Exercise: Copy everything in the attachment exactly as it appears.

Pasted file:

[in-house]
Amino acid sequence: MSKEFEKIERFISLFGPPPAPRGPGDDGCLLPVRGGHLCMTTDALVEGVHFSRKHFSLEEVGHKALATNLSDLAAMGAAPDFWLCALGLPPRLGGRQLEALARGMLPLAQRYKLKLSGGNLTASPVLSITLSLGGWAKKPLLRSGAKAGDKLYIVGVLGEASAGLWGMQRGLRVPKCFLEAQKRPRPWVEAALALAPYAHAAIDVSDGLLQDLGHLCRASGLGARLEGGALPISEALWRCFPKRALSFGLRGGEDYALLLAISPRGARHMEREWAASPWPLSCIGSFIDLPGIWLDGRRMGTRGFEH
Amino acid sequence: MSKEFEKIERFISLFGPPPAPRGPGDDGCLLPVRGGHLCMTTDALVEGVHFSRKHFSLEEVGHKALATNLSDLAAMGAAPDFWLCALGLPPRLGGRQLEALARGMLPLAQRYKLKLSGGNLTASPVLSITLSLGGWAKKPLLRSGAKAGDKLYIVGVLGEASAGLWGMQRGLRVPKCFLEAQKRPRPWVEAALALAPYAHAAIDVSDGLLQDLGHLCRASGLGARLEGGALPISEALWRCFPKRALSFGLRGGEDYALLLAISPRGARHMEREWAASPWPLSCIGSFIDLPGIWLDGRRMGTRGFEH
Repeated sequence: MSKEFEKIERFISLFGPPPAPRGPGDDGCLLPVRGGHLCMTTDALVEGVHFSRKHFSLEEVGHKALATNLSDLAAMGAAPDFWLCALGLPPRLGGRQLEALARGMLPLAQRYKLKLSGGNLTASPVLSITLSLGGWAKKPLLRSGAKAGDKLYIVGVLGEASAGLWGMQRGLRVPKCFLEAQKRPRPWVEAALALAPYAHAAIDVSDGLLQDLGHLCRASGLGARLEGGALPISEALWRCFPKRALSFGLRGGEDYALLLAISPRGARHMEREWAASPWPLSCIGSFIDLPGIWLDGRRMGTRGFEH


[in-house]
Amino acid sequence: MSKEFEKIERFISLFGPPPAPRGPGDDGCLLPVRGGHLCMTTDALVEGVHFSRKHFSLEEVGHKALATNLSDLAAMGAAPDFWLCALGLPPRLGGRQLEALARGMLPLAQRYKLKLSGGNLTASPVLSITLSLGGWAKKPLLRSGAKAGDKLYIVGVLGEASAGLWGMQRGLRVPKCFLEAQKRPRPWVEAALALAPYAHAAIDVSDGLLQDLGHLCRASGLGARLEGGALPISEALWRCFPKRALSFGLRGGEDYALLLAISPRGARHMEREWAASPWPLSCIGSFIDLPGIWLDGRRMGTRGFEH
Amino acid sequence: MSKEFEKIERFISLFGPPPAPRGPGDDGCLLPVRGGHLCMTTDALVEGVHFSRKHFSLEEVGHKALATNLSDLAAMGAAPDFWLCALGLPPRLGGRQLEALARGMLPLAQRYKLKLSGGNLTASPVLSITLSLGGWAKKPLLRSGAKAGDKLYIVGVLGEASAGLWGMQRGLRVPKCFLEAQKRPRPWVEAALALAPYAHAAIDVSDGLLQDLGHLCRASGLGARLEGGALPISEALWRCFPKRALSFGLRGGEDYALLLAISPRGARHMEREWAASPWPLSCIGSFIDLPGIWLDGRRMGTRGFEH
Repeated sequence: MSKEFEKIERFISLFGPPPAPRGPGDDGCLLPVRGGHLCMTTDALVEGVHFSRKHFSLEEVGHKALATNLSDLAAMGAAPDFWLCALGLPPRLGGRQLEALARGMLPLAQRYKLKLSGGNLTASPVLSITLSLGGWAKKPLLRSGAKAGDKLYIVGVLGEASAGLWGMQRGLRVPKCFLEAQKRPRPWVEAALALAPYAHAAIDVSDGLLQDLGHLCRASGLGARLEGGALPISEALWRCFPKRALSFGLRGGEDYALLLAISPRGARHMEREWAASPWPLSCIGSFIDLPGIWLDGRRMGTRGFEH